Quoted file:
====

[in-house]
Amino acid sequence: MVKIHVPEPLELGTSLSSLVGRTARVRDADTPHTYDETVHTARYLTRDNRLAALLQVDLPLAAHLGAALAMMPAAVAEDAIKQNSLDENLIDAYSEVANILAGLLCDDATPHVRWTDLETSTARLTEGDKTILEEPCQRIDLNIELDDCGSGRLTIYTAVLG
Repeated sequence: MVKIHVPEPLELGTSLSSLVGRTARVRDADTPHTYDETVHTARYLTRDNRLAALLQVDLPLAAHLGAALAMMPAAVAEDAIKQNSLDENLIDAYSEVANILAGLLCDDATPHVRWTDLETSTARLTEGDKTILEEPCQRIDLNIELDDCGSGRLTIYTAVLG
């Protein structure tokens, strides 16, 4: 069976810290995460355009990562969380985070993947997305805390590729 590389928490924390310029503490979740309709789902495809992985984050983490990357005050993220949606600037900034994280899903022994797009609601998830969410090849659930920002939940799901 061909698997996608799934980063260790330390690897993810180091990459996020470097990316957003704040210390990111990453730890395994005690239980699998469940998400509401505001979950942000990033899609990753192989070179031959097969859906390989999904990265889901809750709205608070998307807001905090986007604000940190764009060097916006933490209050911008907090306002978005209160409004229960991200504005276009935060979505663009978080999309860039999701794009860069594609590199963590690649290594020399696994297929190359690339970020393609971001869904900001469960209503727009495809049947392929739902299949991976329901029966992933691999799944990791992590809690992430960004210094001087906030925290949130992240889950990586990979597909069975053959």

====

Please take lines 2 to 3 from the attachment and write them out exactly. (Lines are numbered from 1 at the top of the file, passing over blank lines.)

Amino acid sequence: MVKIHVPEPLELGTSLSSLVGRTARVRDADTPHTYDETVHTARYLTRDNRLAALLQVDLPLAAHLGAALAMMPAAVAEDAIKQNSLDENLIDAYSEVANILAGLLCDDATPHVRWTDLETSTARLTEGDKTILEEPCQRIDLNIELDDCGSGRLTIYTAVLG
Repeated sequence: MVKIHVPEPLELGTSLSSLVGRTARVRDADTPHTYDETVHTARYLTRDNRLAALLQVDLPLAAHLGAALAMMPAAVAEDAIKQNSLDENLIDAYSEVANILAGLLCDDATPHVRWTDLETSTARLTEGDKTILEEPCQRIDLNIELDDCGSGRLTIYTAVLG